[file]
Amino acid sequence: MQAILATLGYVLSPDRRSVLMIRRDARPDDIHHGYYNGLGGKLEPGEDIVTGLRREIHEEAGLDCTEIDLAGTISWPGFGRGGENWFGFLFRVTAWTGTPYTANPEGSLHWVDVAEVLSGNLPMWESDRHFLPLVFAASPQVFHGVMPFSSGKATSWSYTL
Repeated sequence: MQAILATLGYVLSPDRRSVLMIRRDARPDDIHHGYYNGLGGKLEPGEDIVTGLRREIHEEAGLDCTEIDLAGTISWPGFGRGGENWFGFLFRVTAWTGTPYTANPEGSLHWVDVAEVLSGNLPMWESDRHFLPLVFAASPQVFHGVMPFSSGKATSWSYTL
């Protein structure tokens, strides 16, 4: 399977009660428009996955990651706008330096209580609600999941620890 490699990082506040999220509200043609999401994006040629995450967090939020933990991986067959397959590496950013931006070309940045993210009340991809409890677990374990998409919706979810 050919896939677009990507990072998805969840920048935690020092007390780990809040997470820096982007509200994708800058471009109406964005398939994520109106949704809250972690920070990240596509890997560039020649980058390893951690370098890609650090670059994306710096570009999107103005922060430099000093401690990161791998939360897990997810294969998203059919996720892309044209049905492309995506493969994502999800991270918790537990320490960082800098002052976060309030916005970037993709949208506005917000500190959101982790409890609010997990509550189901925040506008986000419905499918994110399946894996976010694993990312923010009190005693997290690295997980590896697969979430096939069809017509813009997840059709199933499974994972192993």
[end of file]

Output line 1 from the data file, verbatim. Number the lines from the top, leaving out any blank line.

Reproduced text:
Amino acid sequence: MQAILATLGYVLSPDRRSVLMIRRDARPDDIHHGYYNGLGGKLEPGEDIVTGLRREIHEEAGLDCTEIDLAGTISWPGFGRGGENWFGFLFRVTAWTGTPYTANPEGSLHWVDVAEVLSGNLPMWESDRHFLPLVFAASPQVFHGVMPFSSGKATSWSYTL